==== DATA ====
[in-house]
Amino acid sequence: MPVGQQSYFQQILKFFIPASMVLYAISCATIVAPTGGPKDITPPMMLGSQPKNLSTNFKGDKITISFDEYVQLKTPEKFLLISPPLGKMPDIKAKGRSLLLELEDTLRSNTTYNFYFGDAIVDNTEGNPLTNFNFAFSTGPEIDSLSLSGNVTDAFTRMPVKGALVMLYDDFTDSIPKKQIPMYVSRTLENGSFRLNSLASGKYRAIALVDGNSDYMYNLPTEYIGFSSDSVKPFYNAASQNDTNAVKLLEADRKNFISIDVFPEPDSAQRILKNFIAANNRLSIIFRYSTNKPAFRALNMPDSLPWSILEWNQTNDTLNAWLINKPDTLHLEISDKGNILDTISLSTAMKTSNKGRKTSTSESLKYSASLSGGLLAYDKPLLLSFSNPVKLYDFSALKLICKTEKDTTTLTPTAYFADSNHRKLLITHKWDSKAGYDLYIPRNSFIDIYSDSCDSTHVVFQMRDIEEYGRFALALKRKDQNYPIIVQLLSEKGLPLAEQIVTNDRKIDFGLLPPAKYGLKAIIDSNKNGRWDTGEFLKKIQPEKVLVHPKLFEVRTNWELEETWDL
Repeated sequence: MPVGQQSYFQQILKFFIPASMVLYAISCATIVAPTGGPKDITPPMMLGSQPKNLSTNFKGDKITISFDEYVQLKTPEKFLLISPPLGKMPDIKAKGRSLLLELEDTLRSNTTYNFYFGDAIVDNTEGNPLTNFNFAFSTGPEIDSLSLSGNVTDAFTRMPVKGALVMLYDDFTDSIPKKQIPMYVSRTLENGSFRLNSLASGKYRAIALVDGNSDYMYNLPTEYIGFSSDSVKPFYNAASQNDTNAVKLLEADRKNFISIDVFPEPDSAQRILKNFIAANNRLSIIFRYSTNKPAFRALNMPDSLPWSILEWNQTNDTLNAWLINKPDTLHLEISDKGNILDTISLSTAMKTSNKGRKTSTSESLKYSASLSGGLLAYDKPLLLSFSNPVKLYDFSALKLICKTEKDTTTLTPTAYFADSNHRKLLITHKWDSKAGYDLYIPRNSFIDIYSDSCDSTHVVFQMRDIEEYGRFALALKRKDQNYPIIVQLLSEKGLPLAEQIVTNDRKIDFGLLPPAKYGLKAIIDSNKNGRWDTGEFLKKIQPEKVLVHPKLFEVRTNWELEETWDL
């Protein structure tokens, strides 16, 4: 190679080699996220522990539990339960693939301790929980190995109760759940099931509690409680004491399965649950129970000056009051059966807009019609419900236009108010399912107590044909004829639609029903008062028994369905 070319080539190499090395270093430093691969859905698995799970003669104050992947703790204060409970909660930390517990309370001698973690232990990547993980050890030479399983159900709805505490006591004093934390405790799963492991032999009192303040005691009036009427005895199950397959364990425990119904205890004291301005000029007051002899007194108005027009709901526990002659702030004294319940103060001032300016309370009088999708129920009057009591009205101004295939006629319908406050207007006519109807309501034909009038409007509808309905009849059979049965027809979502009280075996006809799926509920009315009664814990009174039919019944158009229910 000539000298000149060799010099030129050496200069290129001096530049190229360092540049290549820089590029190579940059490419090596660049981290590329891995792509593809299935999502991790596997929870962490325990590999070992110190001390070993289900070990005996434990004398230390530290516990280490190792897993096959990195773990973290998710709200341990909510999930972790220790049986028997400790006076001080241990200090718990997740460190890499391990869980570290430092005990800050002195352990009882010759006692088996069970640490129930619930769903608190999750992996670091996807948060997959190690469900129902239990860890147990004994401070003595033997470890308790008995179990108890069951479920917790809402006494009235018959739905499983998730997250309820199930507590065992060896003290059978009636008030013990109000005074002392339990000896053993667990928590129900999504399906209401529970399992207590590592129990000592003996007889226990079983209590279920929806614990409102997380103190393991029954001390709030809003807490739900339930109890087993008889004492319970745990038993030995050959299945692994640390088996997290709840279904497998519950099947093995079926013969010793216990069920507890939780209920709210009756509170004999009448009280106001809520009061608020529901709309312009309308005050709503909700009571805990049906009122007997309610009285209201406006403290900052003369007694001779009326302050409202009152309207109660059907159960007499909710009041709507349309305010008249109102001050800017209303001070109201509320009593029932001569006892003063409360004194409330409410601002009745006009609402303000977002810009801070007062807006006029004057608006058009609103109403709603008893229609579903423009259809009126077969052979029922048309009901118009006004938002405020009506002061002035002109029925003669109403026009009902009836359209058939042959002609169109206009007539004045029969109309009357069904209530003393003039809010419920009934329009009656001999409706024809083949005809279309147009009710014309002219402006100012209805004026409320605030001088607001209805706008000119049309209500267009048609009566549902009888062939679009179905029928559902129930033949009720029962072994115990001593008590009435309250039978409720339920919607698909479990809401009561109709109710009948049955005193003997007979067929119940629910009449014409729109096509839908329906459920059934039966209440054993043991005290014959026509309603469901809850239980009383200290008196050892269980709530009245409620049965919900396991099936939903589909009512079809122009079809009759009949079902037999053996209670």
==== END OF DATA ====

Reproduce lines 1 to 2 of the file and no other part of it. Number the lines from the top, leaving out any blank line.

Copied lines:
[in-house]
Amino acid sequence: MPVGQQSYFQQILKFFIPASMVLYAISCATIVAPTGGPKDITPPMMLGSQPKNLSTNFKGDKITISFDEYVQLKTPEKFLLISPPLGKMPDIKAKGRSLLLELEDTLRSNTTYNFYFGDAIVDNTEGNPLTNFNFAFSTGPEIDSLSLSGNVTDAFTRMPVKGALVMLYDDFTDSIPKKQIPMYVSRTLENGSFRLNSLASGKYRAIALVDGNSDYMYNLPTEYIGFSSDSVKPFYNAASQNDTNAVKLLEADRKNFISIDVFPEPDSAQRILKNFIAANNRLSIIFRYSTNKPAFRALNMPDSLPWSILEWNQTNDTLNAWLINKPDTLHLEISDKGNILDTISLSTAMKTSNKGRKTSTSESLKYSASLSGGLLAYDKPLLLSFSNPVKLYDFSALKLICKTEKDTTTLTPTAYFADSNHRKLLITHKWDSKAGYDLYIPRNSFIDIYSDSCDSTHVVFQMRDIEEYGRFALALKRKDQNYPIIVQLLSEKGLPLAEQIVTNDRKIDFGLLPPAKYGLKAIIDSNKNGRWDTGEFLKKIQPEKVLVHPKLFEVRTNWELEETWDL